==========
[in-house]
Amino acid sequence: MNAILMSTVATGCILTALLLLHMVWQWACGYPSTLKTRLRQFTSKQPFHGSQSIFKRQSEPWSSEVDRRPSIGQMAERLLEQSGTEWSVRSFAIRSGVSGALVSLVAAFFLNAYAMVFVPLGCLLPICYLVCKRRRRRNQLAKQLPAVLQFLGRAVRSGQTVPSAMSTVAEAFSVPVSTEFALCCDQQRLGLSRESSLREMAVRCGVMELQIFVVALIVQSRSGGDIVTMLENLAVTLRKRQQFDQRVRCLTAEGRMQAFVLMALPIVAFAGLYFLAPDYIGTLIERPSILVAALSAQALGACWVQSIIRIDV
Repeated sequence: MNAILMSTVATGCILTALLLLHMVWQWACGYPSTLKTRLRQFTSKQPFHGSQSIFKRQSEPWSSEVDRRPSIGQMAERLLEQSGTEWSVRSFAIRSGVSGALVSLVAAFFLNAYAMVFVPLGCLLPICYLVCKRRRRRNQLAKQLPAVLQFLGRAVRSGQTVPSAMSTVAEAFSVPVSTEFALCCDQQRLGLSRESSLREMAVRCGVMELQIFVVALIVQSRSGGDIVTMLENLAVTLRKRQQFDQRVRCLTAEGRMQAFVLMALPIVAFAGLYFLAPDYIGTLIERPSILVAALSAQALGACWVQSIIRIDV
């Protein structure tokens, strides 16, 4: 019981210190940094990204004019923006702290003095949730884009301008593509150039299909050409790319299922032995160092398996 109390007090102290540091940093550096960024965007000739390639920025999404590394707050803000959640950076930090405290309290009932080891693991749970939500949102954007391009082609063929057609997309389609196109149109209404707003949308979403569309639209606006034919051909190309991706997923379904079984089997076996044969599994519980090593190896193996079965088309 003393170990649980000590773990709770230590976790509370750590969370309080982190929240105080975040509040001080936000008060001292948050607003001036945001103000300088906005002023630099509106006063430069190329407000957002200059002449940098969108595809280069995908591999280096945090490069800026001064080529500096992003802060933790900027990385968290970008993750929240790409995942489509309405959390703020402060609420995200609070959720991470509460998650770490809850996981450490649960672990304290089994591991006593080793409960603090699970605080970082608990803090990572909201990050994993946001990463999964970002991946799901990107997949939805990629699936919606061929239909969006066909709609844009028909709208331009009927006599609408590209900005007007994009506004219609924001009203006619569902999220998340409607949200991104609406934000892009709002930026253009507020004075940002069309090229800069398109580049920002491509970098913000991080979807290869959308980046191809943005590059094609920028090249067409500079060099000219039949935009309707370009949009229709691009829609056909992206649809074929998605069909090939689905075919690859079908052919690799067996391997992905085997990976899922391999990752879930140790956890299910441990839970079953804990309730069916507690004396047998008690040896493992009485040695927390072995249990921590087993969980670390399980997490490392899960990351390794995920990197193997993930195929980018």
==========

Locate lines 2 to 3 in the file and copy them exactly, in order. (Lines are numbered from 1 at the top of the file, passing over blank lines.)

Amino acid sequence: MNAILMSTVATGCILTALLLLHMVWQWACGYPSTLKTRLRQFTSKQPFHGSQSIFKRQSEPWSSEVDRRPSIGQMAERLLEQSGTEWSVRSFAIRSGVSGALVSLVAAFFLNAYAMVFVPLGCLLPICYLVCKRRRRRNQLAKQLPAVLQFLGRAVRSGQTVPSAMSTVAEAFSVPVSTEFALCCDQQRLGLSRESSLREMAVRCGVMELQIFVVALIVQSRSGGDIVTMLENLAVTLRKRQQFDQRVRCLTAEGRMQAFVLMALPIVAFAGLYFLAPDYIGTLIERPSILVAALSAQALGACWVQSIIRIDV
Repeated sequence: MNAILMSTVATGCILTALLLLHMVWQWACGYPSTLKTRLRQFTSKQPFHGSQSIFKRQSEPWSSEVDRRPSIGQMAERLLEQSGTEWSVRSFAIRSGVSGALVSLVAAFFLNAYAMVFVPLGCLLPICYLVCKRRRRRNQLAKQLPAVLQFLGRAVRSGQTVPSAMSTVAEAFSVPVSTEFALCCDQQRLGLSRESSLREMAVRCGVMELQIFVVALIVQSRSGGDIVTMLENLAVTLRKRQQFDQRVRCLTAEGRMQAFVLMALPIVAFAGLYFLAPDYIGTLIERPSILVAALSAQALGACWVQSIIRIDV